It seems that the same people are commiserating the tragedy of the commons at Eclipse, at regular intervals, over and over again. Complaining is not a very good way to get what you want - I know one thing or the other about this as a father of three ;-). Complaining may work once or twice, but if you keep repeating the behaviour, people will stop listening to you.
Normally, I would just sit these things out but this time I feel compelled to add some oil to the fire:
- Diversity on e4: It is very easy to become a committer on e4 - that's one of the purposes of an incubator. Basically, all it takes is a believable email to firstname.lastname@example.org that you would like to work on something in the context of e4, and you will be nominated as a committer. Still, IBM has most of the commits in the e4 project. Who do you think is to blame for that? IBM? Because it is investing in a project whose goal it is to bring innovation back into the Eclipse Platform?
- Diversity on the Eclipse Platform: The last example I know of where people or companies wanted to contribute to the Platform but were not received with open arms is from about two years ago, when developers from WindRiver complained that their contributions did not make it into the Debug and Resources components. Where are we today? Both these components have committers from WindRiver, and Martin Oberhuber, a WindRiver employee, is a member of the Eclipse PMC. By the way, are those new committers contributing to those Eclipse Platform components full-time? No. (Just to be clear - I don't want to pick on WindRiver at all: I think it's great that they are in fact investing in the Eclipse Platform, even if it's just a little, when many other companies that benefit from the Platform don't invest anything at all.)
So, if you'd like to contribute to the Eclipse Platform on an ongoing basis, and feel that you are not "let in", please speak up so that we can fix the problem. I am pretty sure that this problem doesn't exist, and that instead the problem is more on the side of those who decide not to contribute, than it is on the side of the existing committers.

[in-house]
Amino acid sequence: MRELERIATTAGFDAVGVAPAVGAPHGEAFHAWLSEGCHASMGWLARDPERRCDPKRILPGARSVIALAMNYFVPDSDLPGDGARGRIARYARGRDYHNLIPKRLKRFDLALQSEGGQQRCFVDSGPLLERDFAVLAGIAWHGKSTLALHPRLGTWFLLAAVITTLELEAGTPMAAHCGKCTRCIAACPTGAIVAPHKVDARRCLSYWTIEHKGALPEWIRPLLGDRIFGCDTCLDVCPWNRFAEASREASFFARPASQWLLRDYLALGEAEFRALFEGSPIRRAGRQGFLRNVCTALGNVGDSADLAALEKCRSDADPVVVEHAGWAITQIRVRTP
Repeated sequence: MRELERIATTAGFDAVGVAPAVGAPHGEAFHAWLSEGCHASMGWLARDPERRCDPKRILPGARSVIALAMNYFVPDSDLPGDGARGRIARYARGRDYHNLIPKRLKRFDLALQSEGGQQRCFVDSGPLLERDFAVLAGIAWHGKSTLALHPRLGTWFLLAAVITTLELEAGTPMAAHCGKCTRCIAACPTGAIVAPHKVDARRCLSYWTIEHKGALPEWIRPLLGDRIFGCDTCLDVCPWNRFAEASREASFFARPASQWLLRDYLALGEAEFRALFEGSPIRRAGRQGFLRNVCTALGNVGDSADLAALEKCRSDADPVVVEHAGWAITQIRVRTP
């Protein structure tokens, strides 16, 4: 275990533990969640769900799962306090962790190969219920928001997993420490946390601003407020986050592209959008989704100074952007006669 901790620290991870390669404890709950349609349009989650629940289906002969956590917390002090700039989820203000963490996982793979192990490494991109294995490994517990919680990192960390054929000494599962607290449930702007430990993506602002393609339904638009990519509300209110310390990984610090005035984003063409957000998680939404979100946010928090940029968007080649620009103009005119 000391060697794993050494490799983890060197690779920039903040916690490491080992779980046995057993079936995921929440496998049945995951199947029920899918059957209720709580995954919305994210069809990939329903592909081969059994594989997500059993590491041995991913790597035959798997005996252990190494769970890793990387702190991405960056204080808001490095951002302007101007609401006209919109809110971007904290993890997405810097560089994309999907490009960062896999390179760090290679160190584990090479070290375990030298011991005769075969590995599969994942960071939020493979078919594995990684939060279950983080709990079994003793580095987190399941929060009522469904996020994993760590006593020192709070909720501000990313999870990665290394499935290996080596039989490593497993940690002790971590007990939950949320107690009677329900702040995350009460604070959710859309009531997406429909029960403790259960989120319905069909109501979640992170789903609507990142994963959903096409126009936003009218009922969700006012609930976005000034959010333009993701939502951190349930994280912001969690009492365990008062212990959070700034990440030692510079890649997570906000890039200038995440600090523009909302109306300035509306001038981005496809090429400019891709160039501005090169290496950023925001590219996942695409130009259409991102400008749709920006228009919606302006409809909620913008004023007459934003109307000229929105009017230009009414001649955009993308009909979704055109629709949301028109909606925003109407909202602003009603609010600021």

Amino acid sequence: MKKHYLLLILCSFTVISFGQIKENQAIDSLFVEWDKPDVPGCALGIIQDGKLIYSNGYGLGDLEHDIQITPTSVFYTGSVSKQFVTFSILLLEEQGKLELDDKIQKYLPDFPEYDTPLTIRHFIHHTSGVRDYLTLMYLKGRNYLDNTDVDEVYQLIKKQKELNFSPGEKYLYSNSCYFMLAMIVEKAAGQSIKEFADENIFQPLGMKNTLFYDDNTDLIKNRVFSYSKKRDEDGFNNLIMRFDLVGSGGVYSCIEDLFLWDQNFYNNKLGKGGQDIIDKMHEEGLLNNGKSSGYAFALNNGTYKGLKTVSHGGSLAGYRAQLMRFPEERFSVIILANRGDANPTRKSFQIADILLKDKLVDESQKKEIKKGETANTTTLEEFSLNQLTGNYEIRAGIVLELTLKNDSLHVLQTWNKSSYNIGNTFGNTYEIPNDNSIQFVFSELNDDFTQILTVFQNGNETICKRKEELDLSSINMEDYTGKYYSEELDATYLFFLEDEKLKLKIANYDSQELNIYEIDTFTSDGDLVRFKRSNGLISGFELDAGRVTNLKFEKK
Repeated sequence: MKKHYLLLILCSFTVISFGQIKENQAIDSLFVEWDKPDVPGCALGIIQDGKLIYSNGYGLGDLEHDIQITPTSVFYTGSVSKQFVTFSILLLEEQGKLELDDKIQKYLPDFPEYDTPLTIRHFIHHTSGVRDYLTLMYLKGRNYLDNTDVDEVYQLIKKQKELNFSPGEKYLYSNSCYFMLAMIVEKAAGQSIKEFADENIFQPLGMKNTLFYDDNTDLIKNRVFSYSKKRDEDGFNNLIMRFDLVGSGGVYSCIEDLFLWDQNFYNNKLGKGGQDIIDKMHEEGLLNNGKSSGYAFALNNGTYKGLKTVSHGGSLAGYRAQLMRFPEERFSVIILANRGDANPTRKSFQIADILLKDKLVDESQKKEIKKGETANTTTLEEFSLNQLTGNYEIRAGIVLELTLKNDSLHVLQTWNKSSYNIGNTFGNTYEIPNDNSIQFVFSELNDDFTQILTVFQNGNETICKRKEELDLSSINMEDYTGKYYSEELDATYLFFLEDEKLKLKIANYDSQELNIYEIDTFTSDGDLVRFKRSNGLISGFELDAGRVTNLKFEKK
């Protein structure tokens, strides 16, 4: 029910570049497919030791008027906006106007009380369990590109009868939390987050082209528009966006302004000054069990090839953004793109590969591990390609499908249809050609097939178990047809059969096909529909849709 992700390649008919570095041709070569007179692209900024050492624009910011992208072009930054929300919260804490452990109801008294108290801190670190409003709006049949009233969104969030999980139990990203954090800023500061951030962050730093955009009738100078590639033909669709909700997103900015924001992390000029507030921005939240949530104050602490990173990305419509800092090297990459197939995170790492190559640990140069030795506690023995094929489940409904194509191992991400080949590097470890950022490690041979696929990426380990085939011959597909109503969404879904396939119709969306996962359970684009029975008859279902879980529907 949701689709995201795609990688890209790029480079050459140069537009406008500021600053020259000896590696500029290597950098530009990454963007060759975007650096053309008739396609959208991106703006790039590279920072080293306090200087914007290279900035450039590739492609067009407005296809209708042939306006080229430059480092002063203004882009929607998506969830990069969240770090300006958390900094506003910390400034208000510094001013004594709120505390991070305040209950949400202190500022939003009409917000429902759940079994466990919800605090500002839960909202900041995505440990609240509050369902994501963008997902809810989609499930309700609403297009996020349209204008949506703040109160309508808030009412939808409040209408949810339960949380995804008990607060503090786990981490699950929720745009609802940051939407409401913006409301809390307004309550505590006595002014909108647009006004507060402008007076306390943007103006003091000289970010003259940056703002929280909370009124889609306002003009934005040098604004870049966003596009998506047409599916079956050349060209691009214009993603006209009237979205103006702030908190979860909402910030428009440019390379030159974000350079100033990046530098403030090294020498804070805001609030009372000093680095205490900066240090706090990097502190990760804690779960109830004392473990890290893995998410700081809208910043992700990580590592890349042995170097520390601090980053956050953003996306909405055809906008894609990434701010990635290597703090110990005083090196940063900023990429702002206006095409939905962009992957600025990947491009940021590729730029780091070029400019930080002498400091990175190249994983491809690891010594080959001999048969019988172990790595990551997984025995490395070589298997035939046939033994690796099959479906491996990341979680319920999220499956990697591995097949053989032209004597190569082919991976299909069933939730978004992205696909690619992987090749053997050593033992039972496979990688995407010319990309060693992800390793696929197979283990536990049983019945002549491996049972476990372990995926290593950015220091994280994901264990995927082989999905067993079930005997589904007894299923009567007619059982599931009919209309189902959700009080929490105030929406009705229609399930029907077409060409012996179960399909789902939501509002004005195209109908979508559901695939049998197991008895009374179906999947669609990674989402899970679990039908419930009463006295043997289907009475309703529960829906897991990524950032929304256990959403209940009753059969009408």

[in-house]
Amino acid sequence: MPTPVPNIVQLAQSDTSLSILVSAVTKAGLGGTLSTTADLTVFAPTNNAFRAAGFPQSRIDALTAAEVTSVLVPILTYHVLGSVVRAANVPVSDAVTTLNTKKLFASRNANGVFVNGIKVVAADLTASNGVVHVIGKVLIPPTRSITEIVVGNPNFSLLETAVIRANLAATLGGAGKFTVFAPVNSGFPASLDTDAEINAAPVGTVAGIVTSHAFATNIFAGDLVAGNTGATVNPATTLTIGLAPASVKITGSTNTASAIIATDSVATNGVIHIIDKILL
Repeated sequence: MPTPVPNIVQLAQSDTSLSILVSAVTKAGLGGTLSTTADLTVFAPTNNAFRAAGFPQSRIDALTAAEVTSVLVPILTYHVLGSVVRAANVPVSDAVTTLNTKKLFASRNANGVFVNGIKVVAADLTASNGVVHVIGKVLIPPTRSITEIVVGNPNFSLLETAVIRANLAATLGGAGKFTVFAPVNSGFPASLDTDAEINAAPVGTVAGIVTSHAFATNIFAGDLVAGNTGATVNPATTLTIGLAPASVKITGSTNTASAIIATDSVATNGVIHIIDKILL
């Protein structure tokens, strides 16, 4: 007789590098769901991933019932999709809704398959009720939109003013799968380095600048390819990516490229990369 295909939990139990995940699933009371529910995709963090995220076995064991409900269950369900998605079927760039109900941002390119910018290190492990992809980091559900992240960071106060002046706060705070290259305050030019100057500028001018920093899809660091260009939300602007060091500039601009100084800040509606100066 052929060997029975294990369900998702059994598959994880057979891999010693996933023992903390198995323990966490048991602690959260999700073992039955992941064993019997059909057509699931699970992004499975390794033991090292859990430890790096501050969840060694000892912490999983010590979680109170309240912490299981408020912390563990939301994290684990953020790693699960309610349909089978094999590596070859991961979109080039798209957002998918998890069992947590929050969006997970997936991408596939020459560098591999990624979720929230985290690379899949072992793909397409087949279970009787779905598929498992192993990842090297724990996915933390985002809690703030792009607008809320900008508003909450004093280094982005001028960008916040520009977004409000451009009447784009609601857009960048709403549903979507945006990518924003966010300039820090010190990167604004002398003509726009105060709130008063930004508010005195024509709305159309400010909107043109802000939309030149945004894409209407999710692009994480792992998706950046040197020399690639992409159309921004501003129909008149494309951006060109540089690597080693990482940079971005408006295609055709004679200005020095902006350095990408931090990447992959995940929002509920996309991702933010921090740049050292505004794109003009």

- Forking: As of lately, this is easier than ever. Eclipse projects are now mirrored as Git repositories, starting with those that are using CVS for the main development. Knock yourself out, and don't forget to make the source available if you are creating derivative works. However, I don't think this is going to be a solution to the "tragedy of the commons" problem. I do hope this will make it easier to create private branches when your development timeline does not align with the one at eclipse.org, and you need to just fix something now. I also hope it will make it easier for contributors in general to provide patches that don't go stale.
By the way, the mirroring as Git repositories happened thanks to Denis and the webmasters at Eclipse, thanks to Shawn Pearce and the EGit and JGit team, and to a small amount thanks to Mike Milinkovich, the Eclipse Board of Directors, and your committer representatives on the board. If you are interested in details, see the bug Chris Aniszczyk opened on June 17th just after Doug Gaff and I were able to convince Mike Milinkovich and the Board (minutes) that it was important to make this happen.